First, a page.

Development of the 2MT 2-6-0 tender locomotive in N gauge has been a protracted affair, the model taking about six years or so to appear. It appears that the tiny size of both engine and its tender required a change in approach in motor development. The completed model, released in the summer of 2013, has a compact high-powered coreless motor fitted to the engine which provides excellent performance.
Graham Farish has produced a beautifully proportioned model which compares well to photographs of the prototype. Subtle lines such as the tapered boiler are well represented. Moulding is subtle too, with discreet rivets, wash out plugs and boiler bands
Small parts together with separate wire hand rails make for a refined appearance. When researching this brief model overview, particular attention was paid to the shape of the chimney, smoke box door and the Ivatt dome which all have a good-looking profile. The cab shape, including the roof is also a good match to photographs of the full size locomotives.
The Ivatt 2MT features a tender cab and inset coal bunker sides to protect crews and allow good visibility when running tender first. The model includes these features including detail on the inside of the tender cab. Some detail appears to be absent from the rear face of the tender cab, including rivet detail, coal guard rails on the rear facing windows and glazing. The tender has a full load of coal which was glued in place on the review sample.
A very well executed detail is the rear ladder which is a fine looking detail together with the rear hand rails. The tender chassis tooling is also well executed, although some small details such as the axle box covers are a tad coarse when compared to photographs. Detail has been included on the inside buffer beam including the pair of miniature buffers and rubbing plate.
The model was found, during tests, to be able to negotiate curves a little as 10 inches despite the close coupling between tender and engine. However, the supplied add-on front steps may interfere with the front bogie when operating on minimum radius curves. The instructions advise that the absolute minimum radius of operation is 10.5 inches.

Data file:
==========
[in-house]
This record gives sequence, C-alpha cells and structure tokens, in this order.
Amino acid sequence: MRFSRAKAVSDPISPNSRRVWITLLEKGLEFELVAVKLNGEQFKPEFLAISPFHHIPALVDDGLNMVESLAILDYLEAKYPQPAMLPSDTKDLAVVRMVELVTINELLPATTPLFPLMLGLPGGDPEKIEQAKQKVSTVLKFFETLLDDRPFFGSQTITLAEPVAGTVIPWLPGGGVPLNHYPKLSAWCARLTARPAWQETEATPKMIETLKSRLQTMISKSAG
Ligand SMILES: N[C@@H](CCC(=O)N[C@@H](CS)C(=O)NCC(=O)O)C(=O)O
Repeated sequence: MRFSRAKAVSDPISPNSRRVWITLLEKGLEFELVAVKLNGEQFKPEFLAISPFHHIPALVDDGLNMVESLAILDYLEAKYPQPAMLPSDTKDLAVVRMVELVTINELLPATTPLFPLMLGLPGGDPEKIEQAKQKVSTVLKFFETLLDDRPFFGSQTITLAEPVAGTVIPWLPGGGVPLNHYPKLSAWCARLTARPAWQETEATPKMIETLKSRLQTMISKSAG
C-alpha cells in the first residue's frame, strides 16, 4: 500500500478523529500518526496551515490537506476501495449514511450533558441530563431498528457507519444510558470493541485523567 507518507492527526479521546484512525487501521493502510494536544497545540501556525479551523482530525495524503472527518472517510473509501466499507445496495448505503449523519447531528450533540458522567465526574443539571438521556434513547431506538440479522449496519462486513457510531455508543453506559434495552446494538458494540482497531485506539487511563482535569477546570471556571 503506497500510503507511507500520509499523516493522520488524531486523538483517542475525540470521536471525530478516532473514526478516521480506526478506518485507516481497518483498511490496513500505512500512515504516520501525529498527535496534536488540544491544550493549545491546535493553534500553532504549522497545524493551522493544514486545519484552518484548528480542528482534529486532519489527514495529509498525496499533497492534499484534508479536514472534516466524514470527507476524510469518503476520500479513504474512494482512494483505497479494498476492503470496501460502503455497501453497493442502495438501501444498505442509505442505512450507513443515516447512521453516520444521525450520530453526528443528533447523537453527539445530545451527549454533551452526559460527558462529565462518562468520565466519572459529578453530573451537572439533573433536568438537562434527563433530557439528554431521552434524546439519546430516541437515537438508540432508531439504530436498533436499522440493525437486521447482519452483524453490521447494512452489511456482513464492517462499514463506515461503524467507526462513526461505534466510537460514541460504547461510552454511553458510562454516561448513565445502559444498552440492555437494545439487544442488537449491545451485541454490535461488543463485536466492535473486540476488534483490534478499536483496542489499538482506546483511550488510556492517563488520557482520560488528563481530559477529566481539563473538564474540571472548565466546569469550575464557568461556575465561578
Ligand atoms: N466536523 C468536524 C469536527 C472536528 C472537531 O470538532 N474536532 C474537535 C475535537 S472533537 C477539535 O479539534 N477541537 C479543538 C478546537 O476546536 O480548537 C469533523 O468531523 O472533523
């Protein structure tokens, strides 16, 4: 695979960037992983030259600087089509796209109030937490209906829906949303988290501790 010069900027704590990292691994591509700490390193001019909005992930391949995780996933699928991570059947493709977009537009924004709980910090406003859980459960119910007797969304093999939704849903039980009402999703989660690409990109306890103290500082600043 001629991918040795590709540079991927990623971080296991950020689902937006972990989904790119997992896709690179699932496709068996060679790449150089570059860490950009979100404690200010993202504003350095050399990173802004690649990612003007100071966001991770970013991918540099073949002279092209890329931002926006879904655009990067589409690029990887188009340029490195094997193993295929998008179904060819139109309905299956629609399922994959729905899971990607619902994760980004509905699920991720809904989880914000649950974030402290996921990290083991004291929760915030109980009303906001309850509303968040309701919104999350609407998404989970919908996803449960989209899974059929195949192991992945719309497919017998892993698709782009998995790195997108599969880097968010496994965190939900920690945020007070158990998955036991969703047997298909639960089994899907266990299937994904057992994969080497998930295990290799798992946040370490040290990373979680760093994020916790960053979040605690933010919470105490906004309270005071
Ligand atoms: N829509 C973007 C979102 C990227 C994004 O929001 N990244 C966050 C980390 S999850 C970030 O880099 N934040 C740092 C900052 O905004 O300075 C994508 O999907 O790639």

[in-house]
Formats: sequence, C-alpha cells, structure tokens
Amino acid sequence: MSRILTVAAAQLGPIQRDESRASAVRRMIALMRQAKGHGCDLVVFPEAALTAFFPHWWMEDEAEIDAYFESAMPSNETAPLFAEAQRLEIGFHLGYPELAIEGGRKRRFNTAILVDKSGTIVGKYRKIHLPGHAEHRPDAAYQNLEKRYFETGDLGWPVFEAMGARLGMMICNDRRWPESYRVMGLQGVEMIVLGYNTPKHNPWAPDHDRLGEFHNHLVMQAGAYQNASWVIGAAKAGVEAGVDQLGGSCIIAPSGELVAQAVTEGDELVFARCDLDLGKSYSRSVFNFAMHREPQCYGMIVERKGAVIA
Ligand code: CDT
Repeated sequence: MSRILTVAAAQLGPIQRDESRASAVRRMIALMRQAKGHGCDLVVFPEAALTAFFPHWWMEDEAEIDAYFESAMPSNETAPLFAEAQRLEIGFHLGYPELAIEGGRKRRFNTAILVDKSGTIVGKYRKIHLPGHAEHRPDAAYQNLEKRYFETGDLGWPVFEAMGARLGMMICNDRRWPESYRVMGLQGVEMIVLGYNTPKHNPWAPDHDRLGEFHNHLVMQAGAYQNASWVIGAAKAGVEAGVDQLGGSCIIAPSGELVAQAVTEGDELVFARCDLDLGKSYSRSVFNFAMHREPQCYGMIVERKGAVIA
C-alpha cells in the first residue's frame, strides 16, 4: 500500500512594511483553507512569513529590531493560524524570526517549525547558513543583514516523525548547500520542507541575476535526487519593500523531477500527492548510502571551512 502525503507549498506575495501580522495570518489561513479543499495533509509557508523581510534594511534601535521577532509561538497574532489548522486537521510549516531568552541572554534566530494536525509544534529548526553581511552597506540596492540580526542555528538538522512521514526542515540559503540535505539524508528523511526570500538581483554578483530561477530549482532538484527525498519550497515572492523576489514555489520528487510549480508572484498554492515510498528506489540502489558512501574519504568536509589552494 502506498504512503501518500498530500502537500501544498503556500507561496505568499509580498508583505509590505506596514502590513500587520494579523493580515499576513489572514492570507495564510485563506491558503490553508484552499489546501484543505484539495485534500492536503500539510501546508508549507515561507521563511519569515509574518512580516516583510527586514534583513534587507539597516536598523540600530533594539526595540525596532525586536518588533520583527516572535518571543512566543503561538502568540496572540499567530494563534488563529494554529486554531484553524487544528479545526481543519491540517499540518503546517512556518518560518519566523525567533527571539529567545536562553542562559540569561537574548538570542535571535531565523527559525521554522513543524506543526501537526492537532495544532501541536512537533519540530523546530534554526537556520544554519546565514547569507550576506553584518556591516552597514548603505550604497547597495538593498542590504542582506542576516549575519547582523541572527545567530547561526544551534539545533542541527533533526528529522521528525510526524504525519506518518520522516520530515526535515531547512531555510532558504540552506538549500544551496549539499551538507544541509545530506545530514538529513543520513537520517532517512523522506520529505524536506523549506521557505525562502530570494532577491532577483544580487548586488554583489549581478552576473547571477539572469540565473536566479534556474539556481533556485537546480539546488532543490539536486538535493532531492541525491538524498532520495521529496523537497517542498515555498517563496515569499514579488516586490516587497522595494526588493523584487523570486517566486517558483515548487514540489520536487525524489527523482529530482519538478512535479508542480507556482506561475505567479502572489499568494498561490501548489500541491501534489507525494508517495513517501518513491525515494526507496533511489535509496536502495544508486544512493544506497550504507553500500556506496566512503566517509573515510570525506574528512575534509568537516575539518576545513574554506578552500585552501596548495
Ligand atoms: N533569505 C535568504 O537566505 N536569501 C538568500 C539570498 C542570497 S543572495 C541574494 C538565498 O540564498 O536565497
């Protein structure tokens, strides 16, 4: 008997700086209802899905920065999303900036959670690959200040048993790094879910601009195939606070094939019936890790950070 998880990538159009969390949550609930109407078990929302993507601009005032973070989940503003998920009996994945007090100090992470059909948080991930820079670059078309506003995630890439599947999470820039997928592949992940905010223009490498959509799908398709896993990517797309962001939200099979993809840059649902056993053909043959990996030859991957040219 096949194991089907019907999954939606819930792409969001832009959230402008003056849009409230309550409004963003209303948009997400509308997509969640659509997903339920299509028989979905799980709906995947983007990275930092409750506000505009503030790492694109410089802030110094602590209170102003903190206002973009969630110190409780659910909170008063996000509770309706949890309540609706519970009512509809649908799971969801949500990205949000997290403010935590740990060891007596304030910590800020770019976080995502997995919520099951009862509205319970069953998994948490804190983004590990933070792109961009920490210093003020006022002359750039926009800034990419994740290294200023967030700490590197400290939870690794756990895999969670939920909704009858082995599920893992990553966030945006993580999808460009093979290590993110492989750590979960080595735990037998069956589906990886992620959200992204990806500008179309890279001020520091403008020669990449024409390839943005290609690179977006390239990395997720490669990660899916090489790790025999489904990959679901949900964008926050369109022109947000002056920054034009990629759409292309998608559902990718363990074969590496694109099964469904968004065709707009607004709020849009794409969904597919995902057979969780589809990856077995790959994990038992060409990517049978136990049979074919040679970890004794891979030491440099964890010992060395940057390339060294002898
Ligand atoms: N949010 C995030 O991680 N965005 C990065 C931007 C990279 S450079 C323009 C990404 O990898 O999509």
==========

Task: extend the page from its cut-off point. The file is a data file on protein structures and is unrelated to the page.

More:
NEM coupling pockets are fitted to both the tender and the engine itself. The conventional Rapido type coupling is supplied with the model. Whilst the train couplings are unremarkable, the coupling between the locomotive and tender is well designed producing a close coupled appearance and simple separation of engine and tender by gently pulling apart. It conceals two electrical contacts from the current collection pick-ups fitted to the tender.
All of the model’s wheels feature separate spokes, including the tender wheels. Two of the driving wheels are fitted with traction tyres whilst the tender wheels have split axles. The front bogie wheel set is spoked and fitted with a conventional steel axle. The electronics are relatively sophisticated, with a 6 pin DCC interface socket fitted to the tender. The tender also features all wheel pick-up through end of axle bearing cups and the afore mentioned split axles. Current is conducted through to the engine using spring contacts in the engine to tender coupling.
The review model is finished in lined BR black with straw coloured numbering and the early BR lion and wheel emblem. Lining and printing is razor sharp on a pleasingly eggshell finish which is evenly applied over the body, tender and chassis parts. Lining of the boiler and cylinders is refined, being two distinct lines despite the complex shape of both features. One area which could be improved is the application of red to the buffer beams which is ragged along some edges. Overall, the model is well presented and neat, with no signs of adhesive used to apply the various details and assembly is solid and robust.
A handsome locomotive has been well-captured in N gauge with sufficient power and tractive effort to (assisted with traction tyres) run the length of trains the full size locomotives would routinely handle. The finishing and quality of assembly is as good as anything I have observed in N gauge in recent years and oversize valve gear and chunky front bogie wheel apart, the model looks refined and delicate. Ordinary locomotives such as the 2MT formed the bulk of the locomotive fleet on most parts of the steam era British railways and so models like this are much welcome additions to the Graham Farish range.